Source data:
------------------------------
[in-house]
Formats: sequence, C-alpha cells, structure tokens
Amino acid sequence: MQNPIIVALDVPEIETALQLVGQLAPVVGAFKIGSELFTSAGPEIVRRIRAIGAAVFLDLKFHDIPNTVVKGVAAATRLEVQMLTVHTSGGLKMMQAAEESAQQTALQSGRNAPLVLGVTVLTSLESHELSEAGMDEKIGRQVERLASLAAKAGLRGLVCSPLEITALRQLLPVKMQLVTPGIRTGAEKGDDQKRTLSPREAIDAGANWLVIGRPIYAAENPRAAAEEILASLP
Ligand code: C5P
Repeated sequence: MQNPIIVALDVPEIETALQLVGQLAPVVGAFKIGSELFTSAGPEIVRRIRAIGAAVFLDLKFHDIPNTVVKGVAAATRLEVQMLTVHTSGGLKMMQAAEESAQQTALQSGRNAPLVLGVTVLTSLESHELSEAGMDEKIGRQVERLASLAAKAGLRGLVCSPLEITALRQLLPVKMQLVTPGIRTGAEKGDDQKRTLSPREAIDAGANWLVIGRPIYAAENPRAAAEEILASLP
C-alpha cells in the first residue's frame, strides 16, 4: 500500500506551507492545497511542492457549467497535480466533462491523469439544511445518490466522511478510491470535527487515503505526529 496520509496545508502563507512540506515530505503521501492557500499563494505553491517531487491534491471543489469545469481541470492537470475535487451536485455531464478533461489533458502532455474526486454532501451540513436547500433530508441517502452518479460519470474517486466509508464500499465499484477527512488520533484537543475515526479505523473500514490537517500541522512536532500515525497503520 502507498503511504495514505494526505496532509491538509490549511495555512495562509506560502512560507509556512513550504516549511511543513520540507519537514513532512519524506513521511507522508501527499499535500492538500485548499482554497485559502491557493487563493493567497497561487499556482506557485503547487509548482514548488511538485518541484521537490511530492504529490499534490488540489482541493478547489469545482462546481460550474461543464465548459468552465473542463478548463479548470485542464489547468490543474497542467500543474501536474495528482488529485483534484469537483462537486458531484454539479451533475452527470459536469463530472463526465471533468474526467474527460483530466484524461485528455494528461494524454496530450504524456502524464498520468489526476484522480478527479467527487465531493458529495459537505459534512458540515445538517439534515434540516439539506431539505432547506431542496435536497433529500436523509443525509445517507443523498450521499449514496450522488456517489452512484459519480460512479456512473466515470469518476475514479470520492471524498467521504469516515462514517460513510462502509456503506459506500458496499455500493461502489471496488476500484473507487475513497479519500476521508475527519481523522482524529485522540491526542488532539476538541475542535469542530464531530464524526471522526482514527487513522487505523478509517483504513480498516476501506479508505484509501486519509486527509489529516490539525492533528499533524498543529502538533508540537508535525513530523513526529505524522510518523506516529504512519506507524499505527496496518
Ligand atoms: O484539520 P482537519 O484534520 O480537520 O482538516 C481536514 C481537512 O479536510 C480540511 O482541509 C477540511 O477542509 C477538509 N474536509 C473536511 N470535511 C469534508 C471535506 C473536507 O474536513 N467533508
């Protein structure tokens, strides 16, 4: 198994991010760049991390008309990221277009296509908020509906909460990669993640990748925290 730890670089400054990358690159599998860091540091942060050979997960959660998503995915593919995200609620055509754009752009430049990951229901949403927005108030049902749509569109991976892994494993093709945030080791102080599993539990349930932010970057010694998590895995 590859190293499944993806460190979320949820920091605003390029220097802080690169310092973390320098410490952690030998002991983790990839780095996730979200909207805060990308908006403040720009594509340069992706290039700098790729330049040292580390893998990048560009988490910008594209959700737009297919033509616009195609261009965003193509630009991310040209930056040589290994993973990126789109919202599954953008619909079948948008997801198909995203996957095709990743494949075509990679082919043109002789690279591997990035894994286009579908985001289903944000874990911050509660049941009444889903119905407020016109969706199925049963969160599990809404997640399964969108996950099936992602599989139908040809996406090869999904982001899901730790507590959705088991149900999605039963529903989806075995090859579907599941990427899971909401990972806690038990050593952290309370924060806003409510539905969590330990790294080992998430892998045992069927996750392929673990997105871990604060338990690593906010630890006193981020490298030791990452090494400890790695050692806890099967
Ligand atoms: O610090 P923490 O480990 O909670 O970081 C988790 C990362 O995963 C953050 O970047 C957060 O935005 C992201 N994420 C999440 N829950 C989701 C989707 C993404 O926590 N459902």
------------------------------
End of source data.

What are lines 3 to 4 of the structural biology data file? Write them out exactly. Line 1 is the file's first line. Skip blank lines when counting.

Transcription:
Amino acid sequence: MQNPIIVALDVPEIETALQLVGQLAPVVGAFKIGSELFTSAGPEIVRRIRAIGAAVFLDLKFHDIPNTVVKGVAAATRLEVQMLTVHTSGGLKMMQAAEESAQQTALQSGRNAPLVLGVTVLTSLESHELSEAGMDEKIGRQVERLASLAAKAGLRGLVCSPLEITALRQLLPVKMQLVTPGIRTGAEKGDDQKRTLSPREAIDAGANWLVIGRPIYAAENPRAAAEEILASLP
Ligand code: C5P